Catching up with Museum Mouth

By Brian Tucker 

Kory Urban was ready for the Family Bike tour to be finished. Urban, bass player for Museum Mouth, is referring to MM drummer and singer Karl Kuehn’s other project Family Bike that recently released a debut album. Urban was understandably excited, Museum Mouth recently signed to Max Bemis’ (Say Anything) Rory Records, an imprint of Equal Vision Records. Urban and MM guitarist Graham High had completed bass and guitar demos for the upcoming MM album before Kuehn left to tour.              

“We want to hear what these songs are going to sound like with vocals and all the whistles on them,” Urban said. “If Karl gets to go out on tour that’s always a good thing because it make shim a little less crazy.”              

Making heartfelt grungy punk with pop aesthetics underneath, the band has three full length albums and two EPs and played big festivals like Fest! and Hopscotch. Last year they released Alex I am Nothing which just saw its second pressing via Self Aware Records, a Charlotte based label that also produced a cassette-only release of 2012’s Sexy But Not Happy. It’s been a good year so far.

museum mouth

There are examples of smaller bands signed to a label with negative results or the band sounding different as a result, it doesn’t look that way for Museum Mouth. The signing to Rory Records was serendipitous, or rather, the happy result of an internet error and Kuehn tweeting about it. After a song posting error on the Punk News website, MM caught the attention of Bemis.              

“A few months later we got an email,” Urban said. “Bemis really liked (us) and would we like to talk about a record deal. We were like, what?”              

Bemis was impressed that Kuehn was able to get quality recordings using old GarageBand software and making albums mostly in his father’s basement in Southport. For the new record, the label sent them an iMac.              

“I’ve been listening to (Say Anything) since high school,” Urban said. “They’re a huge part of us learning how to write songs. It’s interesting to hear from someone whose music you’ve respected for so long.”              

Signing with Rory Records means greater exposure and Bemis’ name opens up a new listeners. Bemis has faith in their pop-punk lo-fi sound as the label is letting them record the new album on their own.              

“It’s such an important part. We grew up listening to and playing with bands that sound like that. It just sounds cool.”              

Urban met Kuehn at an Against Me! show at The Soapbox and when MM needed a bassist later he joined. They bonded easily and their musical tastes came into focus one afternoon driving to band practice. Kuehn switched the radio station, found Maroon 5, and assumed Urban didn’t want to hear that. Urban did.              

“(Kuehn) said, okay, you love Against Me! and Maroon 5? Those are two really polar opposite things,” Urban recalled. “The fact that we both liked them was a weird, a shared mutual interest in two very different things. It was something that I picked up on pretty young. All my favorite musicians had bizarrely diverse music tastes and so I wanted to (too), so I started listening to everything, whether it was pop music or the heaviest, grandest, guitar music.”              

A pop sound is part of their music; one need only hear the infectious “Sexy But Not Happy.” Equally potent are honest lyrics and albums born from three individual’s styles of writing. Urban notes he and Kuehn attached themselves to brutally honest songwriters.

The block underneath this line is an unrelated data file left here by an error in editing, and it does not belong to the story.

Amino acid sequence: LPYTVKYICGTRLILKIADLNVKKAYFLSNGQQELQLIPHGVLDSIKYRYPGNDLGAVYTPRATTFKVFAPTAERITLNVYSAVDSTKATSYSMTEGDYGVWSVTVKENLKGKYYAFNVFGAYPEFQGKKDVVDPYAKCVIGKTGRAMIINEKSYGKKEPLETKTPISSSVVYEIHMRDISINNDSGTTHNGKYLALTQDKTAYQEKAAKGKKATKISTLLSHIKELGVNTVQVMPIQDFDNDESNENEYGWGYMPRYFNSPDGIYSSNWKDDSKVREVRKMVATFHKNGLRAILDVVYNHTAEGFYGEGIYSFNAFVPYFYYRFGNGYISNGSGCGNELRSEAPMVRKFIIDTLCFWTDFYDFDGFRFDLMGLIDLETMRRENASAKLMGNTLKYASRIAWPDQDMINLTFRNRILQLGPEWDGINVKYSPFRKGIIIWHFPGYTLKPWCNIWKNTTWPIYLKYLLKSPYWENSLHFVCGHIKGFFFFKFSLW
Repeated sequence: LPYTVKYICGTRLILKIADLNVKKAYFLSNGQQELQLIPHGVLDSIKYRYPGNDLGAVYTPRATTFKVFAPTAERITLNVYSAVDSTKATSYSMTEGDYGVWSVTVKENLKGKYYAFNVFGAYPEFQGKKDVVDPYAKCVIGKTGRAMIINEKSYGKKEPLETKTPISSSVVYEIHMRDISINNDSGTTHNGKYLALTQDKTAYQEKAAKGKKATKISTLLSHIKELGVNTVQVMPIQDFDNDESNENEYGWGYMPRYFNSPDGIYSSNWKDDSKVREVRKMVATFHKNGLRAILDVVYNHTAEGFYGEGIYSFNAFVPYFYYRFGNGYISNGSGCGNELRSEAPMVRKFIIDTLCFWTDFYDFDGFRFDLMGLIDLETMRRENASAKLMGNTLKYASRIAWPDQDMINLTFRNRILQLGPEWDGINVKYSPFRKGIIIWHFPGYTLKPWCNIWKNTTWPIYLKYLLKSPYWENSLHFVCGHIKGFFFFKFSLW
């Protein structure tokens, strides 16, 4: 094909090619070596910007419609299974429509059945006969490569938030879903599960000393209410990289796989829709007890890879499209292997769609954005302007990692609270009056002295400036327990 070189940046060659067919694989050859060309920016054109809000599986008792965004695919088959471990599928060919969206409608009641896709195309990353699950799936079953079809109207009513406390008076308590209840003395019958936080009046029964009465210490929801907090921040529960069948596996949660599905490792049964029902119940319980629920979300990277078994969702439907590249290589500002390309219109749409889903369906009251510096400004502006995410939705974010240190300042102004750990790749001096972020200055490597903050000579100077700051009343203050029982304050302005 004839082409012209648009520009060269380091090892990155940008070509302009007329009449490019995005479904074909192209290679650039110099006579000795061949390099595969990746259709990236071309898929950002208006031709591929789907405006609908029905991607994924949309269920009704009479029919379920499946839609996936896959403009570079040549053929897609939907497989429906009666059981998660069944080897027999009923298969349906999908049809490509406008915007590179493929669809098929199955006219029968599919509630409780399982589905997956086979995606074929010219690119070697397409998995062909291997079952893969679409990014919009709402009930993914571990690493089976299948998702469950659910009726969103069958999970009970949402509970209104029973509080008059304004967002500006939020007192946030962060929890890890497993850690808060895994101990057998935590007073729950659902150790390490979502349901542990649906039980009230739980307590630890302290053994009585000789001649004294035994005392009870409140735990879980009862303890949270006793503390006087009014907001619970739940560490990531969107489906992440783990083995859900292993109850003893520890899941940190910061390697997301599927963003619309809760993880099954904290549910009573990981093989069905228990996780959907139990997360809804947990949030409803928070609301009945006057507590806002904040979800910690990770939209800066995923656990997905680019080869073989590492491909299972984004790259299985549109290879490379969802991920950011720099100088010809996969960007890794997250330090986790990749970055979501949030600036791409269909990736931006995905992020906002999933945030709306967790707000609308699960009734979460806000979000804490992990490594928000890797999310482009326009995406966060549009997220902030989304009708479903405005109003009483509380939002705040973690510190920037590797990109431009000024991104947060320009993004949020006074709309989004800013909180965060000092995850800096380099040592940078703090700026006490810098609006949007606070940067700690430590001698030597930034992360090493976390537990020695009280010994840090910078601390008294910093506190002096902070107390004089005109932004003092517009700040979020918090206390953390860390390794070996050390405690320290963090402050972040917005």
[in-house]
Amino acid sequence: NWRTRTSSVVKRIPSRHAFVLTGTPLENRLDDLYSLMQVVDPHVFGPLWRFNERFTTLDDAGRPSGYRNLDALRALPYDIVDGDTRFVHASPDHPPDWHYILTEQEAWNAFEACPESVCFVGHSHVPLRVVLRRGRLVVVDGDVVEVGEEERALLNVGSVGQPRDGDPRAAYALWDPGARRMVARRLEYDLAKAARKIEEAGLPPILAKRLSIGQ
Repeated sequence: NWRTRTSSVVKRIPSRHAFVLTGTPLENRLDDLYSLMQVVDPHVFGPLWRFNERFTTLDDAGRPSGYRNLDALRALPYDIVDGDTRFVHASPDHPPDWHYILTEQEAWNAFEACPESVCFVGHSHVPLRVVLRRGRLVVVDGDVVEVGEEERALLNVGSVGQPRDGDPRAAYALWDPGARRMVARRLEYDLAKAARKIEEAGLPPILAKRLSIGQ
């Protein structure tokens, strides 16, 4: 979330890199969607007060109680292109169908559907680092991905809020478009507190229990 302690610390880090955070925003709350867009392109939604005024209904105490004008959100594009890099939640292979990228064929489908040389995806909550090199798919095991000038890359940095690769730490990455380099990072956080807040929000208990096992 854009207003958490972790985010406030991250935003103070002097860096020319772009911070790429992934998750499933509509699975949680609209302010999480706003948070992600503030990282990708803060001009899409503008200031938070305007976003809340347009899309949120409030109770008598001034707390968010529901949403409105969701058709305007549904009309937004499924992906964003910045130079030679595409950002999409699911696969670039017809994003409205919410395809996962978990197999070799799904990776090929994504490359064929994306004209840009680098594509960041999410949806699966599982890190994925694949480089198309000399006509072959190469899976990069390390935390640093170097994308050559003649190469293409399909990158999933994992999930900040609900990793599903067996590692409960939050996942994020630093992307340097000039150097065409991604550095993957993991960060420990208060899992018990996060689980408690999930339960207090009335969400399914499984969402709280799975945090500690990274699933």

“I think it’s hard to be honest with your internal thoughts and not touch on some sort of adolescent experience. When you’re a teenager your thoughts are so immediate and reactionary maybe, and when you channel that you want to be very honest with yourself, even if you’re saying stupid things.”

Museum Mouth will playing July 11th at Bourgie Nights along with ILM’s Pet Names and Chapel Hill’s The Color Exchange.

Additional Q and A with Kory Urban

How did you become part of Museum Mouth? 

Urban: Museum Mouth came together before I was in the picture. It was Karl, Savannah Levin and Graham High learning how to play guitar and bass. It was largely Karl wanting a band. Savannah who played bass for a long time decided she didn’t want to do music and to travel any more. She bailed and it was a weird period where they didn’t have a bass player. Graham and Karl were writing songs but not really doing anything with them.

We first met at an Against Me! show at The Soapbox in 2009. It was when Museum Mouth just happened. We had a mutual friend named Jason that used to book shows in Wilmington. We would open sometimes. I’d do a solo show for a touring band, sometimes Museum Mouth. We’d see each other at shows and hang out.

Karl started SWTHRT. He just wanted to make more music but Museum Mouth started happening again and he asked me to play bass for them. They were both happening for a while, and Becca (High, Graham’s sister) who was in SWTHRT went off to college and Museum Mouth became more of a focal point for Karl. 

(But) Karl and I first met at the Against Me! show and Savannah was there. We were hanging out at the front of the stage, talking about music. Towards the end of the set Savannah got hit in the head and knocked out. Laura Jane Grace (Against Me singer) stopped the set and said people can’t be doing punching each other in the head. Leaving the Soapbox I saw them and a few months later I was hanging out in Karl’s basement playing music. For a while we were doing small house shows in Southport. 

MM is pop and punk but not slick or too obvious. Is that hard?

Urban: Oh no, the big thing is that all three of us write.  We’ll write a riff or something and the other two will build on top of it. The record is made out of three people’s very different styles of writing. It just happens super naturally that some songs are real fast, rippers and others are more grooving or slower tempo.

Will the band get to tour more?